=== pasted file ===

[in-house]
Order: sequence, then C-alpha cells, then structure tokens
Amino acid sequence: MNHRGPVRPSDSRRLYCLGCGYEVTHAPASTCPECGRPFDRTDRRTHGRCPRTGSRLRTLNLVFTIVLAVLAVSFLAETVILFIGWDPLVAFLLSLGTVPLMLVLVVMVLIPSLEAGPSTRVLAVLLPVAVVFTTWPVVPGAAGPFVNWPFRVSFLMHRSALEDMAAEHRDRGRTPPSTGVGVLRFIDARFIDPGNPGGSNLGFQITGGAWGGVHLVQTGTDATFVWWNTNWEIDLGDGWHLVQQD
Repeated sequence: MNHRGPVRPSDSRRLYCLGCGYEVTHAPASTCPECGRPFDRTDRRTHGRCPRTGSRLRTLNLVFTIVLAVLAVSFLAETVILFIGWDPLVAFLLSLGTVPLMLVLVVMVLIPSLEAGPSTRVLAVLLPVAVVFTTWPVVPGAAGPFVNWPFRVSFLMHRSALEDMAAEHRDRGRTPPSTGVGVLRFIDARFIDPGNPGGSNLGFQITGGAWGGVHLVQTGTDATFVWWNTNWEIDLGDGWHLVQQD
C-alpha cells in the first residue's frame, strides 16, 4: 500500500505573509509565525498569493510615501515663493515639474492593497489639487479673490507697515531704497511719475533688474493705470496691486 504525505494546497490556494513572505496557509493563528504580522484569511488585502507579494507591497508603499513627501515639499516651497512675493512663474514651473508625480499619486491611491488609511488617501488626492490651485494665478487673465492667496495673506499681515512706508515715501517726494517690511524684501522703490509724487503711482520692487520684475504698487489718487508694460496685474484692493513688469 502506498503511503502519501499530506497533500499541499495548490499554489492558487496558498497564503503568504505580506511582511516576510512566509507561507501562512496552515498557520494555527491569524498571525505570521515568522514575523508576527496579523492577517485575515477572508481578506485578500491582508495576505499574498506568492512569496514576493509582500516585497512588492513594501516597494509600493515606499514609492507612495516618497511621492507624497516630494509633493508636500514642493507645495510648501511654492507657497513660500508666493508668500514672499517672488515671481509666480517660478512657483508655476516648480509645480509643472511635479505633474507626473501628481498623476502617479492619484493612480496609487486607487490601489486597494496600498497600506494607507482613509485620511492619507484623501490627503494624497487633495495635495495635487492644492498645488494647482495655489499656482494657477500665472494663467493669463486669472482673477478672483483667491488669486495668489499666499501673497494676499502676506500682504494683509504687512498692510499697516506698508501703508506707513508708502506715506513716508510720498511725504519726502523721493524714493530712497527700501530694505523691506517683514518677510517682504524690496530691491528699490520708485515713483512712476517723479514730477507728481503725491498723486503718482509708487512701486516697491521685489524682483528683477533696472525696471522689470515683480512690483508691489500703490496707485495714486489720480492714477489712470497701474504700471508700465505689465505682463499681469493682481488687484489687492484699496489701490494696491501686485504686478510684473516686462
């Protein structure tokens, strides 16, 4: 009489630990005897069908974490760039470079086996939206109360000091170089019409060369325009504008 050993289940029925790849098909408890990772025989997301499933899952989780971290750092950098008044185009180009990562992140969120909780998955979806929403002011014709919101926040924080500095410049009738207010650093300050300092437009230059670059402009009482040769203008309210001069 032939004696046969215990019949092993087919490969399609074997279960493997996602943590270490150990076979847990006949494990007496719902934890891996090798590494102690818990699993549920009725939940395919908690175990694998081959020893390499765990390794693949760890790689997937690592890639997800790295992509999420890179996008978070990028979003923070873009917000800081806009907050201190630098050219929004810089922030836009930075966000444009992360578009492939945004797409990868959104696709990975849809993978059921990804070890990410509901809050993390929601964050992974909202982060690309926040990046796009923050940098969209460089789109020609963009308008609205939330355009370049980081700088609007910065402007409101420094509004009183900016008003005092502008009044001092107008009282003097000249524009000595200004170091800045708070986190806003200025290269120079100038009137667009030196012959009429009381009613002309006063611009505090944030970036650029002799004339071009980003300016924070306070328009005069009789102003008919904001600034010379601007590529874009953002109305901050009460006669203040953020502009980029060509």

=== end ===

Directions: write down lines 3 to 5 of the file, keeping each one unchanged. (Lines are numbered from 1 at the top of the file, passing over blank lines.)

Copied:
Amino acid sequence: MNHRGPVRPSDSRRLYCLGCGYEVTHAPASTCPECGRPFDRTDRRTHGRCPRTGSRLRTLNLVFTIVLAVLAVSFLAETVILFIGWDPLVAFLLSLGTVPLMLVLVVMVLIPSLEAGPSTRVLAVLLPVAVVFTTWPVVPGAAGPFVNWPFRVSFLMHRSALEDMAAEHRDRGRTPPSTGVGVLRFIDARFIDPGNPGGSNLGFQITGGAWGGVHLVQTGTDATFVWWNTNWEIDLGDGWHLVQQD
Repeated sequence: MNHRGPVRPSDSRRLYCLGCGYEVTHAPASTCPECGRPFDRTDRRTHGRCPRTGSRLRTLNLVFTIVLAVLAVSFLAETVILFIGWDPLVAFLLSLGTVPLMLVLVVMVLIPSLEAGPSTRVLAVLLPVAVVFTTWPVVPGAAGPFVNWPFRVSFLMHRSALEDMAAEHRDRGRTPPSTGVGVLRFIDARFIDPGNPGGSNLGFQITGGAWGGVHLVQTGTDATFVWWNTNWEIDLGDGWHLVQQD
C-alpha cells in the first residue's frame, strides 16, 4: 500500500505573509509565525498569493510615501515663493515639474492593497489639487479673490507697515531704497511719475533688474493705470496691486 504525505494546497490556494513572505496557509493563528504580522484569511488585502507579494507591497508603499513627501515639499516651497512675493512663474514651473508625480499619486491611491488609511488617501488626492490651485494665478487673465492667496495673506499681515512706508515715501517726494517690511524684501522703490509724487503711482520692487520684475504698487489718487508694460496685474484692493513688469 502506498503511503502519501499530506497533500499541499495548490499554489492558487496558498497564503503568504505580506511582511516576510512566509507561507501562512496552515498557520494555527491569524498571525505570521515568522514575523508576527496579523492577517485575515477572508481578506485578500491582508495576505499574498506568492512569496514576493509582500516585497512588492513594501516597494509600493515606499514609492507612495516618497511621492507624497516630494509633493508636500514642493507645495510648501511654492507657497513660500508666493508668500514672499517672488515671481509666480517660478512657483508655476516648480509645480509643472511635479505633474507626473501628481498623476502617479492619484493612480496609487486607487490601489486597494496600498497600506494607507482613509485620511492619507484623501490627503494624497487633495495635495495635487492644492498645488494647482495655489499656482494657477500665472494663467493669463486669472482673477478672483483667491488669486495668489499666499501673497494676499502676506500682504494683509504687512498692510499697516506698508501703508506707513508708502506715506513716508510720498511725504519726502523721493524714493530712497527700501530694505523691506517683514518677510517682504524690496530691491528699490520708485515713483512712476517723479514730477507728481503725491498723486503718482509708487512701486516697491521685489524682483528683477533696472525696471522689470515683480512690483508691489500703490496707485495714486489720480492714477489712470497701474504700471508700465505689465505682463499681469493682481488687484489687492484699496489701490494696491501686485504686478510684473516686462